He gave as good as he got in the run-up to a recent 140-pound title fight loss to Danny Garcia, spending much of the time jawing with Garcia's father, Angel, which ultimately led to a weigh-in event in which the fighters and their hair-trigger entourages had to be separated.
Representing the new-school brand of cocky is Philadelphian Danny Garcia, who toppled No. 8 Judah in the ring after going barb for barb with him before the opening bell.
Truth told, the 25-year-old gets a valuable attitudinal assist from his dad, Angel, who elevates Team Garcia from your garden variety blather into a truly high-echelon position.
The elder Garcia began making a name for himself—alongside his unbeaten son—when Danny fought Kendall Holt in 2011 and continued it through last week's Judah fight, before which he labeled the former champion a "loser" and challenged him at a press conference.
The contrast between composed son and combative father led promoter Oscar De La Hoya to label the duo the "Penn and Teller of boxing."
Paulie Malignaggi has combined flashiness in the ring with social media savvy outside.
Another product of Brooklyn, Paulie "Magic Man" Malignaggi has won world championships at 140 and 147 pounds, in addition to self-proclaimed status as the sport's "Twitter King."
In fact, he's assembled more than 47,000 followers.
And while his fighting style, which has yielded only seven knockouts in 32 wins, isn't what you might expect from a cocky fighter, Malignaggi more than makes up for it with his quick wit and complete lack of inhibition when it comes to engaging both fans and detractors.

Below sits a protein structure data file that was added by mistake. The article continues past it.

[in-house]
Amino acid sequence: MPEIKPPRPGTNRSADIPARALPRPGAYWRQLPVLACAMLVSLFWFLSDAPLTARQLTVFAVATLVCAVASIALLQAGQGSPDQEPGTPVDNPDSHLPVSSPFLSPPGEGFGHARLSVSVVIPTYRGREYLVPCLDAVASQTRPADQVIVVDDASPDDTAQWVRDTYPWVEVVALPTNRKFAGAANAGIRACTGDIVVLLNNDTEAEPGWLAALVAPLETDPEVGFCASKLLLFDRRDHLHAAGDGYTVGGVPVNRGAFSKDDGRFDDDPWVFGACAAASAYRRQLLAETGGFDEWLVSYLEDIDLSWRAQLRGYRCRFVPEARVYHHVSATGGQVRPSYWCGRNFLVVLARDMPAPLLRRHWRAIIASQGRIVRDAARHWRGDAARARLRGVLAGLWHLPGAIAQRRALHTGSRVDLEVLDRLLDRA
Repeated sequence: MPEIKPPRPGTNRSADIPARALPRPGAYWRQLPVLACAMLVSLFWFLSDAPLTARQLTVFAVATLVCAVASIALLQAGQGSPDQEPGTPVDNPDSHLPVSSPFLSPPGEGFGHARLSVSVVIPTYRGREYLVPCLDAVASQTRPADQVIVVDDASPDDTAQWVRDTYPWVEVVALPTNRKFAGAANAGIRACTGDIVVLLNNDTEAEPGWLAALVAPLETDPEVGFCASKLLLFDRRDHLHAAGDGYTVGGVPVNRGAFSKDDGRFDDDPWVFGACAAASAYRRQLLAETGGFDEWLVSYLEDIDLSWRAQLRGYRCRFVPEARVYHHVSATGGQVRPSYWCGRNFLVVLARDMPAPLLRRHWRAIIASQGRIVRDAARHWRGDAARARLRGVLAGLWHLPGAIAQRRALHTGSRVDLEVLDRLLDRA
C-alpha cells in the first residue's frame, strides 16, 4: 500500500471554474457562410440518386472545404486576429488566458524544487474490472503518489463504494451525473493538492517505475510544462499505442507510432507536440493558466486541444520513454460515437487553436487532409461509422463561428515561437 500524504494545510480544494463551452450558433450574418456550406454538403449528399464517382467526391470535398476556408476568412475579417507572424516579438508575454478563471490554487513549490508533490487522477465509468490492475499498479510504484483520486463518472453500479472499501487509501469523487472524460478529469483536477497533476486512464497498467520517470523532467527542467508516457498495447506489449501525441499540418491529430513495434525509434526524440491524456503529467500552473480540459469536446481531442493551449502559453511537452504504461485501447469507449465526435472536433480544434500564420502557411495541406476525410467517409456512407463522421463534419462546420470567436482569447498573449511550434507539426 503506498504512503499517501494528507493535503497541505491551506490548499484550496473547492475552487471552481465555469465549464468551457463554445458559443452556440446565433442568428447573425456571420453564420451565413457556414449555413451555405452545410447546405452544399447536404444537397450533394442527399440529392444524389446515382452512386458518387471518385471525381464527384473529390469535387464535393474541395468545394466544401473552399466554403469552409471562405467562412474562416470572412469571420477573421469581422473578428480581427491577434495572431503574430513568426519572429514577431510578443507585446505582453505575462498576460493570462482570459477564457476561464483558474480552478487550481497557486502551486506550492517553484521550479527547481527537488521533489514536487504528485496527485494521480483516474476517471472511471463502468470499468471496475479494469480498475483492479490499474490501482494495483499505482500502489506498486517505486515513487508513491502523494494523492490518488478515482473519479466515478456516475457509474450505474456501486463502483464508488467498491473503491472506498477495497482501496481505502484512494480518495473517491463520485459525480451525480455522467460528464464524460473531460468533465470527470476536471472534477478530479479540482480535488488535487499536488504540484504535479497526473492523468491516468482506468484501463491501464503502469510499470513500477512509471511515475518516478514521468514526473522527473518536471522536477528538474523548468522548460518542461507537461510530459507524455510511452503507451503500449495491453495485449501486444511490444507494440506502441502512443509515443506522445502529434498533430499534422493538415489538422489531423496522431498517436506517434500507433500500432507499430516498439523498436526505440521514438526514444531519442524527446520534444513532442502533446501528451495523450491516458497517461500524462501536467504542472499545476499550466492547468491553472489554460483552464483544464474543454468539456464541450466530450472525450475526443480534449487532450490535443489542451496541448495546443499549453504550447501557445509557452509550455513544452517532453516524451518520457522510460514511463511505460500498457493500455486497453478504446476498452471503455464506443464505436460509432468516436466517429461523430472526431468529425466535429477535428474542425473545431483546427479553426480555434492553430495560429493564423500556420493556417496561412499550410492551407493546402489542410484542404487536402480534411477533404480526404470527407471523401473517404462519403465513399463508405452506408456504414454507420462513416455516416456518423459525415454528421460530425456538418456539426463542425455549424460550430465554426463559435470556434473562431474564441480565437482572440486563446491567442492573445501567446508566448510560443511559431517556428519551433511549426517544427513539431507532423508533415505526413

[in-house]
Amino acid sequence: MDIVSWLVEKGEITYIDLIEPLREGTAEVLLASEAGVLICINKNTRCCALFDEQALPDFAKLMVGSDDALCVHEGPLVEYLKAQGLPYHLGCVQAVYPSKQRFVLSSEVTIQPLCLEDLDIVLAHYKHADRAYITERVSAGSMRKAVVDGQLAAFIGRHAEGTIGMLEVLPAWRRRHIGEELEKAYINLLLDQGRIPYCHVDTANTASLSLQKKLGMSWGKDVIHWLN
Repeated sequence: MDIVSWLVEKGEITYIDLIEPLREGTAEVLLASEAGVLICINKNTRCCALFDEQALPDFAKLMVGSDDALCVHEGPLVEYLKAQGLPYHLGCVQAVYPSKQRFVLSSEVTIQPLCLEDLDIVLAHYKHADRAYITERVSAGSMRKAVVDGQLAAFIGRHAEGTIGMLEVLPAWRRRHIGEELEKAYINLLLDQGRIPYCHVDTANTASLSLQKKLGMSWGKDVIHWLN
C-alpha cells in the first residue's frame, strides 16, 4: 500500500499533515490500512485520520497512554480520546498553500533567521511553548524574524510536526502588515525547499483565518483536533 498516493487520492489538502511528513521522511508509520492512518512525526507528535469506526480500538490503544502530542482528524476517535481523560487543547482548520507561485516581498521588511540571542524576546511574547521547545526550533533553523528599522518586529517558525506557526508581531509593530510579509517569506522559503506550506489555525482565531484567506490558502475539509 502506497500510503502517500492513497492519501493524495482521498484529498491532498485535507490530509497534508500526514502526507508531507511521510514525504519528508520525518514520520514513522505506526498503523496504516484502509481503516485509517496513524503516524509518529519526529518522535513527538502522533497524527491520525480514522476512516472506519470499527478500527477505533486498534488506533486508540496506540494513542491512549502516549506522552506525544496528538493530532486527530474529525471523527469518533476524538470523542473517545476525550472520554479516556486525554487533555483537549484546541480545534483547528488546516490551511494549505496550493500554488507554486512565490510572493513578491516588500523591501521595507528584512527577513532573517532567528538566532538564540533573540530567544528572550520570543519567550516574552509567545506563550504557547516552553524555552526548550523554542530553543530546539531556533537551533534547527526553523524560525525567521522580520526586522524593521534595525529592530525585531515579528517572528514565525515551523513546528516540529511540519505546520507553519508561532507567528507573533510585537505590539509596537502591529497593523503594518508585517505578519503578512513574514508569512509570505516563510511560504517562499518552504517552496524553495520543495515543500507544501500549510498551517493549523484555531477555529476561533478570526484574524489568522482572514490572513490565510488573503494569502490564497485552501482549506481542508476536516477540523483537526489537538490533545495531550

A trip to London a few years back was illustrative of in-ring antics, when a title defense was interrupted so a cornerman could remove the fake dreadlocks he'd worn for the fight.
Malignaggi's Twitter feed is often awash in debate between those who attack him and those who support him, a chasm that's sure to widen as he prepares to meet Adrien Broner for the WBA welterweight title in June.
Not to mention, his home page on the site describes him as "two-division world champ, current 147-lb. WBA champion, Showtime broadcaster, model and actor! Future legend."
Others may be smoother with their delivery or more fearsome with their taunts, but a select few put together the total package of cocky like Philadelphia veteran Bernard Hopkins.
Now 48 years old and again holding a title belt at 175 pounds, Hopkins has been displaying his brand of brazen confidence in parts of four decades as a professional.
His "Executioner" persona has long involved him ordering up a last meal for foes before heading to the ring in a hangman's mask, not to mention his status as an early-adopter of the now far-more-prevalent thumb across the throat gesture.
Elsewhere, his mastery of pre-fight buzz creation once saw him stomp on a Puerto Rican flag in front of Felix Trinidad, and teeter on the brink of racial insensitivity by insisting to Welshman Joe Calzaghe that "I will never let a white boy beat me."
Love him or hate him, he's one of a kind.
Though certainly unpolished as a fighter, Ricardo Mayorga generates heat as well as anyone.
If the WWE's Vince McMahon had created a pro boxing persona, chances are it would have looked a lot like Ricardo Mayorga.
Though the 39-year-old Nicaraguan has tumbled in and out of relevance during a 20-year pro career (he's reportedly planning a comeback in the MMA cage), his stature as one of the sport's most entertainingly brash performers has never faded.